There was an interesting case-note on Lawtel this week which I suspect most of you saw. The case was LB Enfield v Phoenix and others, High Ct, March 19, 2013, and seemed to concern the circumstances in which a possession claim can properly be issued in the High Court. I have been provided with a note of judgment and so can give you a bit more detail.
Imagine, if you will, that a large number of the good people of North London are, to put it mildly, somewhat dissatisfied with the Tory/Lib Dem cuts to public expenditure (a view, I should add, which is plainly shared by all right-thinking people). One aspect of the cuts is that many local authorities, including LB Barnet, have reduced their library services. Well, these fine people weren’t prepared to stand for this and occupied one of their local libraries, and, as I understand it, although a possession order was granted against them, the local authority and the occupiers have now reached an agreement to ensure that the library stays open, albeit with significant volunteer involvement (see here, for example).
At least some of the “guerrilla librarians” (as I will call them, because I like the mental imagery) then moved on to occupy other property, including a non-residential property in Enfield which was owned by LB Enfield.
As one might have expected, Enfield issued possession proceedings in the Barnet County Court. They were seeking an interim possession order. Regrettably (for them at least), something went wrong at Barnet CC. According to the note of judgment, there were unspecified procedural irregularities which led to the claim being dismissed. It also seems that the council, although represented at court, failed to appreciate that the case had been called on and, presumably, this meant that no-one appeared for the council. And so the claim was dismissed.
Enfield LBC then decided to issue fresh proceedings. In the High Court. This is relatively unusual. CPR 55.3 generally requires a possession claim to be issued in the court for the area where the land is situated. Claims can be issued in the High Court, but there needs to be something “exceptional” about the case (CPD PD 55, para.1.1). In the case of a claim against trespassers there needs to be “a substantial risk of public disturbance or of serious harm to persons or property which properly require immediate determination” (CPR PD 55, para.1.3).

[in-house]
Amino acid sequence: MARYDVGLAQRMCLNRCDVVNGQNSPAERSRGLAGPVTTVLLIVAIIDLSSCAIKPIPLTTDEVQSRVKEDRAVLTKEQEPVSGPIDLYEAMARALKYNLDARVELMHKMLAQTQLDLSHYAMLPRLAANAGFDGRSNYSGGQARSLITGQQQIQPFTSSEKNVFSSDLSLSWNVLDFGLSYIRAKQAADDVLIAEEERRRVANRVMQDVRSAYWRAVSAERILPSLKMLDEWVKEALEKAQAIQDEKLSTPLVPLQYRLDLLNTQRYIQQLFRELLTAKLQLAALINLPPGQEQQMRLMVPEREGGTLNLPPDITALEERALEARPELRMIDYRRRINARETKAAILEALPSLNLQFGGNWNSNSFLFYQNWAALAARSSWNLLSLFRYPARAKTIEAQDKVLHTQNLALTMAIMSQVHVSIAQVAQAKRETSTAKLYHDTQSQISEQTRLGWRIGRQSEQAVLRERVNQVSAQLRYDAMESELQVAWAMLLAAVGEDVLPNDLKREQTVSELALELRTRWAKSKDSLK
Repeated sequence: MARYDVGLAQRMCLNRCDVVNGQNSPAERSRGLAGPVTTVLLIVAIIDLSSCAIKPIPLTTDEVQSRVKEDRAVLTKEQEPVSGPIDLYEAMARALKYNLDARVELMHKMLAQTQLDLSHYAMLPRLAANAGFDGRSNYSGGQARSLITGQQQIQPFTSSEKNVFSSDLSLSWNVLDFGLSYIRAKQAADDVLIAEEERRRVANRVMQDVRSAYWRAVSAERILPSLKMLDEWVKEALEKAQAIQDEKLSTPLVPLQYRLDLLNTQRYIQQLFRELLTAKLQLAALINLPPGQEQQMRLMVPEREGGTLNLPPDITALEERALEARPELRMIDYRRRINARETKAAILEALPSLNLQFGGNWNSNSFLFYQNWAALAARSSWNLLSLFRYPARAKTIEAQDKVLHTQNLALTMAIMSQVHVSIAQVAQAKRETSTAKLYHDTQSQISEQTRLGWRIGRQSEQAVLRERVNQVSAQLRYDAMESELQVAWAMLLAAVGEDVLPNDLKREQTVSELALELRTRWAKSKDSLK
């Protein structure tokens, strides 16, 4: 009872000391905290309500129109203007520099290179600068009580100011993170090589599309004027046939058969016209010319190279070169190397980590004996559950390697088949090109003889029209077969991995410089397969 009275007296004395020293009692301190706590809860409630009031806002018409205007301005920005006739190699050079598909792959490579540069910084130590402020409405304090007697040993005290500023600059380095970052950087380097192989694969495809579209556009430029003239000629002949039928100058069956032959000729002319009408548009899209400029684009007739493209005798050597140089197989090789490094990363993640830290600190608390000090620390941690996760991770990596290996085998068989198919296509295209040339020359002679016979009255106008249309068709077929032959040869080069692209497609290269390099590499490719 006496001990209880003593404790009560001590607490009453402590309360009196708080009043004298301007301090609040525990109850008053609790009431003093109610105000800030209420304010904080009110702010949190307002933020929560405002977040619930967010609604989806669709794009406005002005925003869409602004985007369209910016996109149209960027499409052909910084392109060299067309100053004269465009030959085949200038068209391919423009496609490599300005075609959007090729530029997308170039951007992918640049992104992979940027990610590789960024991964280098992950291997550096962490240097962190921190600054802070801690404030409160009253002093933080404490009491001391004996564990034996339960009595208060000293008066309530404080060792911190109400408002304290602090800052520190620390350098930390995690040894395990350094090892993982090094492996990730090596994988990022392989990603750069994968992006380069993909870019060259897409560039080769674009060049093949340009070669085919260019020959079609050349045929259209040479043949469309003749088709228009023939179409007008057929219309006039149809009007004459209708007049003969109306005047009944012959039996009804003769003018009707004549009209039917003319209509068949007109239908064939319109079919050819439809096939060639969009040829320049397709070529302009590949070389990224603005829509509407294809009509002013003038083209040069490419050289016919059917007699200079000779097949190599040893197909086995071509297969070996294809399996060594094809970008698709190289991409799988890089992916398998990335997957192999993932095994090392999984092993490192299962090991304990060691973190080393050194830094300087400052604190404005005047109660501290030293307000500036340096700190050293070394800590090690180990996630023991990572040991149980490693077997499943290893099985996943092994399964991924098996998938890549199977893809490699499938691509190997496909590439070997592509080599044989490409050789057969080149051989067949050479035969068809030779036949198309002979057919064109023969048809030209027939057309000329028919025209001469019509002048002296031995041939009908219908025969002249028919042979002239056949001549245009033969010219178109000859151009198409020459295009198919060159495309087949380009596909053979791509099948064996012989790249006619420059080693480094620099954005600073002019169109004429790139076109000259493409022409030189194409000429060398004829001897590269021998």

Both the judge and the first defendant (represented pro bonoby the marvelous Emily Wilsdon, and instructed by the well-known housing law nut, Giles Peaker) took the point that, well, the claim didn’t come within the scope of the practice direction. For Enfield, it was said:
(a) that the occupiers were raising human rights defences under Arts.10 and 11, ECHR which involved complex issues of law; and,
(b) there was a risk of disorder at the eviction stage.
HHJ Reddihough was having none of it. The defences were well within the competence of a Circuit or District Judge to deal with (which must be right – there are quite a few judgments on this issue, e.g. here). The Practice Direction required an immediate, present and/or substantial risk. The possibility of future risk was insufficient. There was no evidence to suggest that the occupiers posed any such risk nor was there even any likelihood of such a risk occuring.
The appropriate order was to transfer the claim to the Barnet County Court. As to costs, the costs of issuing in the High Court and certain costs of attending the hearing were ordered not to be recoverable by Enfield, regardless of the results of the trial. And, as counsel and solicitor had acted pro bono, Enfield were ordered to pay £500 to the Access to Justice Foundation.
For those who want a slightly more sober write-up, see here and here. Aside from my amusement, there is actually a useful practice point in here about the (very limited) circumstances in which a possession claim can properly be issued in the High Court.